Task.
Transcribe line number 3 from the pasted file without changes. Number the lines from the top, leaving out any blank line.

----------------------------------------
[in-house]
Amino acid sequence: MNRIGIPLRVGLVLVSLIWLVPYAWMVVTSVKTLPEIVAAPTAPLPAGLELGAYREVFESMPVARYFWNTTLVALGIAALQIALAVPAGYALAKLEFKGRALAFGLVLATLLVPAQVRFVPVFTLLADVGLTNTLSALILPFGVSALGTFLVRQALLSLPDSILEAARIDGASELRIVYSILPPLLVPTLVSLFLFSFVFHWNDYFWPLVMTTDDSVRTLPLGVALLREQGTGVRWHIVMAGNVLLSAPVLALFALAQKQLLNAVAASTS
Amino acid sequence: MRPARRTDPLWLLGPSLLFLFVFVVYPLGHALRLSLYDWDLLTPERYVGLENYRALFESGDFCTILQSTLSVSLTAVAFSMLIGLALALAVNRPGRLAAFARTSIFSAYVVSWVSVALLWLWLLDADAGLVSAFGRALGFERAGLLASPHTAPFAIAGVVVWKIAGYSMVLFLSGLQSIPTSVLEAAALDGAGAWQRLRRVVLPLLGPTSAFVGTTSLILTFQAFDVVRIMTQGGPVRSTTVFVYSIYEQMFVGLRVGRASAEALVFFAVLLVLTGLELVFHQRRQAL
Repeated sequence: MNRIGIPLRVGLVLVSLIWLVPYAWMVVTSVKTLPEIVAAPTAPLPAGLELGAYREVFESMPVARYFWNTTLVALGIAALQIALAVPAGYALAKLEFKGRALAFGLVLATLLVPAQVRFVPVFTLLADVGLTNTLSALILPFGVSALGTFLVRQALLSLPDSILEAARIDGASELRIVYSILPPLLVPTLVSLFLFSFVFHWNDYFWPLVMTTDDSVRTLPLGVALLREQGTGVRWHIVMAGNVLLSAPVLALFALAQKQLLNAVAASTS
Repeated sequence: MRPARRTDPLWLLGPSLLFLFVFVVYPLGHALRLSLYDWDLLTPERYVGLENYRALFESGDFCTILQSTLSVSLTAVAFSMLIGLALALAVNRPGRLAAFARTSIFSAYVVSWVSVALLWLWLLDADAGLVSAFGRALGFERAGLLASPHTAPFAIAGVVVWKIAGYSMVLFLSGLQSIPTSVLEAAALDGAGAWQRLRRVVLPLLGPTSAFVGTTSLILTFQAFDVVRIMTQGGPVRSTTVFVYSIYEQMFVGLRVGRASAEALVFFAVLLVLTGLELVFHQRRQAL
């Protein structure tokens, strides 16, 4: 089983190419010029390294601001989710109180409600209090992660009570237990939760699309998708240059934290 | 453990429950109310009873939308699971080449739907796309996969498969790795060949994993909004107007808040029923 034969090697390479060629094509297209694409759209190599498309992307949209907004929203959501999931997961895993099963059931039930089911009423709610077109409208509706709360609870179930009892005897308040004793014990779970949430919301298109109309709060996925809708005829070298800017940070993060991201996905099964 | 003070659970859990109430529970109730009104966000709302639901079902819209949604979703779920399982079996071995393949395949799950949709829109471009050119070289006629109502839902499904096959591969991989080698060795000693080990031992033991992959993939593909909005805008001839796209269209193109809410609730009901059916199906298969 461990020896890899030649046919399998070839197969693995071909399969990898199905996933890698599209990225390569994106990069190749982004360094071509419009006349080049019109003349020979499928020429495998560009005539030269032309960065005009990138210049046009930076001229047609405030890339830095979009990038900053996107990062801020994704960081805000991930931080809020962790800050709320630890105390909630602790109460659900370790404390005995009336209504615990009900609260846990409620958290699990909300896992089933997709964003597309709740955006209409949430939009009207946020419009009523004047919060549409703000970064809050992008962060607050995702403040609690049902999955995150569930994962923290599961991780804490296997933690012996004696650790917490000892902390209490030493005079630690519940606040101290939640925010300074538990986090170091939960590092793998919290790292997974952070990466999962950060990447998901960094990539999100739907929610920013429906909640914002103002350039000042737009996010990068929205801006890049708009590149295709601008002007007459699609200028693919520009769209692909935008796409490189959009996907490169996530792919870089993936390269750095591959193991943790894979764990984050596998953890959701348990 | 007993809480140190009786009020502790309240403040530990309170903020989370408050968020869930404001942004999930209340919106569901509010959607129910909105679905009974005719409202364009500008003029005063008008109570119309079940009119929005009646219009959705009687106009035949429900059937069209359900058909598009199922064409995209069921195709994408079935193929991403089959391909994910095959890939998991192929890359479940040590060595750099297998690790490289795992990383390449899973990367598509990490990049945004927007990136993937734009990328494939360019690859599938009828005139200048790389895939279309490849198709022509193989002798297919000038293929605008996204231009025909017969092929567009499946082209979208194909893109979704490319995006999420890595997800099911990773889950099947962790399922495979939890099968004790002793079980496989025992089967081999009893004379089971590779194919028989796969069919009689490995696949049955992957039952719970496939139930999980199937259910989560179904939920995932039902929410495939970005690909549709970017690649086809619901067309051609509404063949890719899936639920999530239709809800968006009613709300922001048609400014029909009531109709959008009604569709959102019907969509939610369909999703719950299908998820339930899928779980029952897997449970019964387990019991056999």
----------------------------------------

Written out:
Amino acid sequence: MRPARRTDPLWLLGPSLLFLFVFVVYPLGHALRLSLYDWDLLTPERYVGLENYRALFESGDFCTILQSTLSVSLTAVAFSMLIGLALALAVNRPGRLAAFARTSIFSAYVVSWVSVALLWLWLLDADAGLVSAFGRALGFERAGLLASPHTAPFAIAGVVVWKIAGYSMVLFLSGLQSIPTSVLEAAALDGAGAWQRLRRVVLPLLGPTSAFVGTTSLILTFQAFDVVRIMTQGGPVRSTTVFVYSIYEQMFVGLRVGRASAEALVFFAVLLVLTGLELVFHQRRQAL